In 1993, Mexican rock quartet Maná released "Vivir Sin Aire," a song that likened not having a loved one to living without air. It was a deliberate parallel that few people got, even when the song became a regionwide hit. "We were already talking about global warming, but no one understood," frontman Fher Olvera says. "Now they understand perfectly." Long before being green was cool, Maná was a tireless advocates for environmental causes through its nonprofit Selva Negra foundation, launched in 1994. Selva Negra's projects range from saving endangered species like the sea turtle to massive reforestation efforts, in tandem with programs that seek to change the way entire communities live and use their land. But the group's most ambitious and potentially far-reaching endeavor is a proposal to make environmental and ethics classes part of the curriculum for all of Mexico's schoolchildren. The project, developed with government officials and Mexico's Universidad Autónoma, was put before Congress last year, and included the development of textbooks and special teacher training. This March, it launched in 5,000 schools with plans to go nationwide by year's end. "This is what's needed to raise a generation that sees things different. That understands that one thing leads to another," Olvera says.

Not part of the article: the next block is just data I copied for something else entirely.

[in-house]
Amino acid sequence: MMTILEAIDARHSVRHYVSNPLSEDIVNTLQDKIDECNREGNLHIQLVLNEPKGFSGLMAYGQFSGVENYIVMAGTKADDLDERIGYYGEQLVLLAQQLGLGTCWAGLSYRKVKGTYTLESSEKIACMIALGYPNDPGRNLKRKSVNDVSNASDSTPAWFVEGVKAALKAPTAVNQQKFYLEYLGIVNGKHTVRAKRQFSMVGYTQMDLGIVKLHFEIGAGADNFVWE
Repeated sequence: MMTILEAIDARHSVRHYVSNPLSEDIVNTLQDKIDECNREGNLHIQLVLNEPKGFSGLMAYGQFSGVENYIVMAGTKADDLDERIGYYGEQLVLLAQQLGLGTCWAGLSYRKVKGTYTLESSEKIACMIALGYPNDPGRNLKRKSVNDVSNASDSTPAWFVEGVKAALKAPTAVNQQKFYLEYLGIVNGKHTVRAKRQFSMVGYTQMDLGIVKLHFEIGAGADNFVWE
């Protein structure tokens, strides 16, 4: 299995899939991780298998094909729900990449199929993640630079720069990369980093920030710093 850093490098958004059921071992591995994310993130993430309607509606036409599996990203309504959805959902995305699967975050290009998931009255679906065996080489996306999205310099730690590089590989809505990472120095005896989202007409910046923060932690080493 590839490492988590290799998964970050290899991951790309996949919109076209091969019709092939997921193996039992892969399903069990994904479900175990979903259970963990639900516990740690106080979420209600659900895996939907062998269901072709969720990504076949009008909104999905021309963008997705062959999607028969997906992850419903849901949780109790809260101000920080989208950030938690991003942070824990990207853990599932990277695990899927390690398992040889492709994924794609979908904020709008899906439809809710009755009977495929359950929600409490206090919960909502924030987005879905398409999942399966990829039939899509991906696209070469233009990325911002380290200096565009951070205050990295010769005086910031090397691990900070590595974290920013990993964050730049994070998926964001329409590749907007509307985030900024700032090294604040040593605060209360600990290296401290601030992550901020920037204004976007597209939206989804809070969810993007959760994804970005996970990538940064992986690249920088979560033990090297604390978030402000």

Dave Matthews Band doesn't want to go green alone: It is willing to go green for everyone else, too. The band, through environmental nonprofit Reverb, has calculated the CO2 emissions from every stop on its upcoming extensive summer tour and has purchased the renewable energy credits through NativeEnergy to make up for the footprint left by each venue, hotel, flight, tour vehicle and even fan travel. But DMB devotees can make their own contributions by signing up to a carpool service online. Tour buses and trucks this summer will run on biodiesel and, backstage, the band plans to feast on local and organic foods on their reusable catering products. The five-piece plans to continue erecting an "eco-village" at each show to inform concertgoers of ways they can help save the environment. Bassist Stephan Lessard also told Billboard recently that the band wants to integrate issues of water conservation into the mix. His interest extends from his contributions to scoring the recent IMAX documentary "Grand Canyon Adventure: River at Risk," which brings to light water economy and ecology in the United States.